5/05/2006

Helen Verhoeven

33 comments:

Painter said...

Helen Verhoeven @
Wallspace
619 W. 27th Street
New York, NY 10001

no-where-man said...

YAWN

oilybrushes said...

i have a feeling that this work references a book i read recently, Lambs of God by Marele Day. Have yet to look into that...

oilybrushes said...

Hmm not so sure after looking at the rest of the work online.

oilybrushes said...

Why is this work YAWN?

no-where-man said...

just a gut reaction - so surreally wierdy

exu said...

we're in a drought with only liquid thorazine to drink

oilybrushes said...

well, yes my gut reaction was that this must be an illustration related to the book about a remote sect of nuns with a sheep named Agnes. I suppose that is a bit yawnish. But I don't really see sureally-weirdy, saved only by the fact that figures fit with the prespectival drift and sway of shadows. This images seems cinematic.

oilybrushes said...

"Despite nods to outsider art, bible school illustrations and medieval symbology, Verhoeven’s paintings are neither narrative nor realist — precise markings are spliced with spontaneous gesture and naive stylization, foregrounding the structure of the painting as a space of possibility, with narrative cues as free floating and suggestive as the spaces themselves." -from her press release for this show.
What is with all the nodding to outsiderness that goes on these days?

Cross said...

Al Held meets Lego-sheep.

oilybrushes said...

lesbian school girls ponder sexual reverie and make weird 'outsider lego sheep sculpture. in the conservatory.
?

zipthwung said...

blaze

Paint handling is ok - looser - looser is gooder - less anal than the monstrosly academic early work based on the teachings of some glorified bob ross.here

The new work looks self consciously holly go lighly.
.

I like Robocop, and I can't help thinking about ecological disaster, something that is close to my heart. When I see greenhouses I think soylent green.

Add a headless ethnic body and the dots start to connect, although I think that's more me -

so I feel like this painting might have content, but I'm not convinced that there's a rich inner life - more a desire for one, appart from, say, Robocop.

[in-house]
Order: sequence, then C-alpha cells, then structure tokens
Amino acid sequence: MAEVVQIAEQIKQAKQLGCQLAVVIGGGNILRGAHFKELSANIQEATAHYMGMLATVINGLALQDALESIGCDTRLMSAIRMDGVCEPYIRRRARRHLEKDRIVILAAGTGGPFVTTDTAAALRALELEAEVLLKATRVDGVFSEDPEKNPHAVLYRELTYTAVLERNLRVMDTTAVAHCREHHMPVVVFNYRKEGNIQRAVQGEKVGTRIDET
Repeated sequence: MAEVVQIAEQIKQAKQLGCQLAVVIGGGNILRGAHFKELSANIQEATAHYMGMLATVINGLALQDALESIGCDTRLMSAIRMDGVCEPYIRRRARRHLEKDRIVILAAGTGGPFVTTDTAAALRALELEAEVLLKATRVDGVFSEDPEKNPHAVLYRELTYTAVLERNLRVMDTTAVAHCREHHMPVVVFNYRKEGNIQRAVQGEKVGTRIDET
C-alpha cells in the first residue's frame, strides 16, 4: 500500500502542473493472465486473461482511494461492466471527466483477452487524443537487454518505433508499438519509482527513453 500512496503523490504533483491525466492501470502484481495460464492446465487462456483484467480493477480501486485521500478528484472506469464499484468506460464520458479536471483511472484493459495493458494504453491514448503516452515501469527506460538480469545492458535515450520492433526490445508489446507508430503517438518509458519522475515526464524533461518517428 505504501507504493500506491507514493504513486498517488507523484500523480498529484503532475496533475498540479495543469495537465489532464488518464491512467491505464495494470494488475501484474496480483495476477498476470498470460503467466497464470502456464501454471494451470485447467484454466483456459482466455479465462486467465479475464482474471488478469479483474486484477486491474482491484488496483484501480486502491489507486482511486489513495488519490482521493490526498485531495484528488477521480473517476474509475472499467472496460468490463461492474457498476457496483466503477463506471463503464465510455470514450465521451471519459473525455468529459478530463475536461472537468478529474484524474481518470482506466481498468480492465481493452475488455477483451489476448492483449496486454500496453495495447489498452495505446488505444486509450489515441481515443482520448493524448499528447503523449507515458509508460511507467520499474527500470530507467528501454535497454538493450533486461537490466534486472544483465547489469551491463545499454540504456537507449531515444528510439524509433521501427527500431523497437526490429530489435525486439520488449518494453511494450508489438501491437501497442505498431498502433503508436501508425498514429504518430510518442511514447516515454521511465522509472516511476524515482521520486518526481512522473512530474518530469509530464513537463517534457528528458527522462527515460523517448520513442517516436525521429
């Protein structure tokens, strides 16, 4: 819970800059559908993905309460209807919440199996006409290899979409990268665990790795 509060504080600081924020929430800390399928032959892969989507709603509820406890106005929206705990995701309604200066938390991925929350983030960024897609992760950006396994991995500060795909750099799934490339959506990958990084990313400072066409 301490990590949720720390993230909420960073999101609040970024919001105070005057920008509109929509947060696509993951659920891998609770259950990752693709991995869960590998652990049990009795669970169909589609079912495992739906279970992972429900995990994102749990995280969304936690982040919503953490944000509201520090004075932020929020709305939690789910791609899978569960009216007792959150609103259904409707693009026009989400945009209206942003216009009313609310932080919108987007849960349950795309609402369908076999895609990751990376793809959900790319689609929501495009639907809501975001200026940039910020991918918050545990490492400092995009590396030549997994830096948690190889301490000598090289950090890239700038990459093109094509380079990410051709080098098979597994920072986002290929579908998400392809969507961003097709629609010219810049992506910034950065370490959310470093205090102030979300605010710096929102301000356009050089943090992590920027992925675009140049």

But does one need a rich inner life to be an artist? Does Alex Katz?

Does one need to envision a dark dystopian future in order to tap into the zeitgeist? Is there an alternative world where the dark underbelly of society is not laid bare like an open sore for all to see? A world where dark ideas are repressed and emerge like nighmares, an abandoned child's bike with it's front wheel still spinning? A baby carriage with three wheels? A greenhouse filled with light, growing living horse heads in vitamin water?

Maybe a "Last Days at Marienbad" Campari ad?

Ahh the good life.

oilybrushes said...

ahhh and here was I starting to think people were just too hungover to talk

no-where-man said...

i am going to go with comment on genetic engineering for 100

oilybrushes said...

wow i just looked at the texas/ lanscapes on the website you suggested and I think some of the work there is amazing, much better that these new works. Like "Careful Pretty" 2005 and "Kate" same year. They are much much smaller works and i think more successful in execution. "Agnes" is virtually devoid of the loose yet complex colour systems + emotional drama of earlier works. perhaps its an issue od scale.

oilybrushes said...

It seems like she's pared down all that was personal in her style to the barely distinguishable. Or second thoughts maybe she's pared down all that was somebody elses style till she found the barest essentials with which to build her own. I'm just talking brush work.

burrito brother said...

Isn't she Paul Verhoeven's kid. You know, 'Showgirls' Paul Verhoeven?

zipthwung said...

oily, - sounds like a good theory. Resume says academic all over it -

New York Academy of Art, New York, NY (MFA)

For example.

If "de skilling" means anything to you, then you could see why going to a place like that might be good as an antidote

I used to think academic painter people were anal retentives with no content to speak of...now I think its more a matter of taste.

Good and Bad.

Robocop

wod zar xam said...

I like the work on her website a lot. She is very dramatic, and at the same time very loose with her figuration. A lot of her earlier work has a sort of theatric sense that the piece "Agnes" seems to lack. I think that is probably a conscious decision for this painting, and I'm eager to see the rest of the show to find out if this is part of a group of similar paintings.